Look at these examples to see how adjectives are used with prepositions.
I'm interested in the idea.
My jacket is similar to yours.
She's brilliant at maths.
My neighbour is angry about the party.
Try this exercise to test your grammar.
- Grammar test 1
Read the explanation to learn more.
Some adjectives go with certain prepositions. There are no grammatical rules for which preposition is used with which adjective, so it's a good idea to try to learn them together. To help you do this, write new vocabulary in your notebook in a sentence or phrase.
However, there are some patterns that can help you. Let's look at them first. Remember that a preposition is followed by a noun or a gerund (-ing form).
We use at with adjectives like good/bad/amazing/brilliant/terrible, etc. to talk about skills and abilities.
He's really good at English.
She's amazing at the piano.
They're terrible at organising anything.
I'm not very good at drawing.
We often use about with adjectives of feelings like angry/excited/happy/nervous/sad/stressed/worried, etc. to explain what is causing that feeling.
I'm angry about the decision.
He's nervous about the presentation.
She's excited about the new job.
They were worried about the exam.
However, sometimes we use of with feelings.
She was afraid of telling her mum.
I'm frightened of having an accident.
He's scared of flying.
You should be proud of your progress.
We can use to to show the connection between people or things.
He's married to the director.
I'm addicted to my phone.
I'm allergic to nuts.
It's similar to the old one.
We can also use to to talk about someone's behaviour towards someone else.
They were really friendly to me.
Was he nice to you?
He is always polite to everyone.
She was very rude to the waitress.
Here are some other useful adjectives with prepositions.
Exercise is good for you.
Stress is bad for you.
The town is famous for its cheese.
I'm responsible for the financial side of the business.
She's interested in the project.
They want someone who's experienced in design.
I didn't want to get involved in the argument.
Do this exercise to test your grammar again.
- Grammar test 2
A-Coming through! Move! Move!
B-Excuse me! I was kind of using that machine.
A-Yeah, well, now you're kind of not.
Can you explain the meaning of "kind of" in these sentence. as Cambridge dictionary, the meaning of kind of is used when you are trying to explain or describe something, but you cannot be exact. If I understand "kind of "with the meaning on the sentences, I find that it is meaningless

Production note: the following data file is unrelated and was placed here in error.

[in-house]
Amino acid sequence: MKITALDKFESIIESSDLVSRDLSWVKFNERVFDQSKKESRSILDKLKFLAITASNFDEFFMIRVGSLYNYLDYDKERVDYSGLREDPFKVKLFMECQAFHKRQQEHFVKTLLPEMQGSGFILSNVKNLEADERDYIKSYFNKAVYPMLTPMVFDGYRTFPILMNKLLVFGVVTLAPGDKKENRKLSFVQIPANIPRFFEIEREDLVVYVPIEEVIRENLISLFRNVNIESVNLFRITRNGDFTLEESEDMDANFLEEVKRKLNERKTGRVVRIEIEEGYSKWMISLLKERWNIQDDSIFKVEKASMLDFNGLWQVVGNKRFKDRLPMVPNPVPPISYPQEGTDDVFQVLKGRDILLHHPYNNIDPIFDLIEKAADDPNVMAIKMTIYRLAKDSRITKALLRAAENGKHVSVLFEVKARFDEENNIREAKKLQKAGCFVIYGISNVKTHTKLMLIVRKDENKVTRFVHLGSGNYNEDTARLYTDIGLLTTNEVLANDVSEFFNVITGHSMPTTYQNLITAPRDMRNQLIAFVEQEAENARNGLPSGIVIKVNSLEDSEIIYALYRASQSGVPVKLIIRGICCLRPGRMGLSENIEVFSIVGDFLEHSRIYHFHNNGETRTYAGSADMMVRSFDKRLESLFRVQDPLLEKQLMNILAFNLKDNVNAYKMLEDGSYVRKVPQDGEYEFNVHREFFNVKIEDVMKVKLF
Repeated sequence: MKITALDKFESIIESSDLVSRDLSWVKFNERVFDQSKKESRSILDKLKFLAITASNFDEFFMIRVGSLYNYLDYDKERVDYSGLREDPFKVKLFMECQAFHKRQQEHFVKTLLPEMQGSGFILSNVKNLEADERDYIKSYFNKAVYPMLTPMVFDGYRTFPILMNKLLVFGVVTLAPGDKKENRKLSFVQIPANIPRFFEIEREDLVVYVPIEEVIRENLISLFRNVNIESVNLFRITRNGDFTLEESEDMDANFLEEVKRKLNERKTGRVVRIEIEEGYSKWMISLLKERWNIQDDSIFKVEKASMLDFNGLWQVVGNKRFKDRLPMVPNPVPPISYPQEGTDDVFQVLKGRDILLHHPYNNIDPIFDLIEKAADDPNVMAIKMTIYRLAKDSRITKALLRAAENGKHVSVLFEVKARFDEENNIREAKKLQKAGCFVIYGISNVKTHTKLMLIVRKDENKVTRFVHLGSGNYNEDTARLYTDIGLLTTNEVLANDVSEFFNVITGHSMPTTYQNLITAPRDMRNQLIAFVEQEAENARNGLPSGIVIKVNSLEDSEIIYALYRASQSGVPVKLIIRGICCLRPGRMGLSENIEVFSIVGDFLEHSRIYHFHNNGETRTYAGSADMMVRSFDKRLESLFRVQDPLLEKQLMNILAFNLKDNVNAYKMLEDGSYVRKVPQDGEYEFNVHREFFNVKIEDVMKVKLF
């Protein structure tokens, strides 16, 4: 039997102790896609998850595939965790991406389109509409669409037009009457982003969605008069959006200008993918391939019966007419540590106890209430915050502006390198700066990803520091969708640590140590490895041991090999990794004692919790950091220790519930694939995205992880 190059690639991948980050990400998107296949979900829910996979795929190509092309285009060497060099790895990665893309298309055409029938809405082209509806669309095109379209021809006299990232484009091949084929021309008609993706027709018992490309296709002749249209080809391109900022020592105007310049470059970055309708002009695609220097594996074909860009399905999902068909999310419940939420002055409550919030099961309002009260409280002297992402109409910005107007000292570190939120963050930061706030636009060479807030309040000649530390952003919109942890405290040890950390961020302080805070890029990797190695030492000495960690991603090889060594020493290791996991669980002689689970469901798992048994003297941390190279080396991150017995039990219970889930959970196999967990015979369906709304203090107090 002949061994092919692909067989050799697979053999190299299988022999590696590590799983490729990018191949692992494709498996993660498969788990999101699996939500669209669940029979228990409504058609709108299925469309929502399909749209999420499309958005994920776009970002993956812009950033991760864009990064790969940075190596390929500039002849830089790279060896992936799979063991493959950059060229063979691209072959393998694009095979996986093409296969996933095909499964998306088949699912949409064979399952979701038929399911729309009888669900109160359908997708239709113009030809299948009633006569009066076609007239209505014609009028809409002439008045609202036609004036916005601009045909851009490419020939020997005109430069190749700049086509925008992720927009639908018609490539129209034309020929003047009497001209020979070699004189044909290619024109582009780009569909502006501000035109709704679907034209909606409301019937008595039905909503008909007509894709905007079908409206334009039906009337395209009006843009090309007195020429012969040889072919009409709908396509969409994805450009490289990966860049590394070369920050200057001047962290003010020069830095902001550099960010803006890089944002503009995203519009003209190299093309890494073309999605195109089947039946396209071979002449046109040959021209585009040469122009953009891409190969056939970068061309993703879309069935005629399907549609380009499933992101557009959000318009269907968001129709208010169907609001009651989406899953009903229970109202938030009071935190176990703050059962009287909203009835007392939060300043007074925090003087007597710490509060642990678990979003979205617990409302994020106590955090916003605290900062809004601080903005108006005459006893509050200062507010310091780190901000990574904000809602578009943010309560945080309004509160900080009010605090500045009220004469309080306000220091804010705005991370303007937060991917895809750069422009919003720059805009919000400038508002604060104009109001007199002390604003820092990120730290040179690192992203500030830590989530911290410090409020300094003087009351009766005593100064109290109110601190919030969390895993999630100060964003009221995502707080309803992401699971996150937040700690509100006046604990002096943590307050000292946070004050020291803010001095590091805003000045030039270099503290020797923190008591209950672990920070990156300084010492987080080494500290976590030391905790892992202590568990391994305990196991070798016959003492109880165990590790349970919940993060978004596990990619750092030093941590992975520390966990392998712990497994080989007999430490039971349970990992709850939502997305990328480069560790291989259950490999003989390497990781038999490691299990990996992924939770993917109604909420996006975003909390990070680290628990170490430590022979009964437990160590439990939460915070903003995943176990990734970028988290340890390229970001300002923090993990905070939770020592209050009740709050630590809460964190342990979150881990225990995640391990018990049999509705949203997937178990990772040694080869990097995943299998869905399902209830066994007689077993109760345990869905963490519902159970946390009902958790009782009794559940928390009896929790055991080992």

Without seeing what actually happened in this encounter -- seeing what person B was doing and/or seeing if A actually pushed B, for example -- I'm afraid it's just not possible to say exactly what B means when they say 'kind of using'. I think you are probably right in thinking that 'kind of' isn't essential to understanding the conversation, though I'm not sure I'd call it 'meaningless'. It probably adds a tone of uncertainty in the case of person B. And then when A says 'you're kind of not', that seems to be them mocking B.
I'm going out on a limb here, but this almost sounds like something from a sitcom like 'Friends'. In that case, you also to consider that the people who wrote the script were trying to get a laugh out of the audience.
Like I said, without seeing the context, I really can't say for sure, but I hope that helps.
All the best,
E.g: Hey, look, we're on that TV thing.
Can you explain the meaning of TV thing in the example.
In this sentence 'that TV thing' is just a humorous way to say 'TV'. As a joke the speaker is pretending that they don't really understand what a TV is - as if it were some kind of super-modern technology they haven't seen before.
The LearnEnglish Team
Thanks a lot!
Can you please explain, what is the grammatical usage of “ feared” in these sentences. Are they adjectives or anything else?
More than 100 people are feared to have been killed by the military.
The storm is feared to cause flooding.
The missing hikers are feared dead.
All of these are examples of present passive verb forms. We make the passive with be (here, am/is/are) followed by the past participle (the third form of the verb).
The LearnEnglish Team
Many thanks Peter.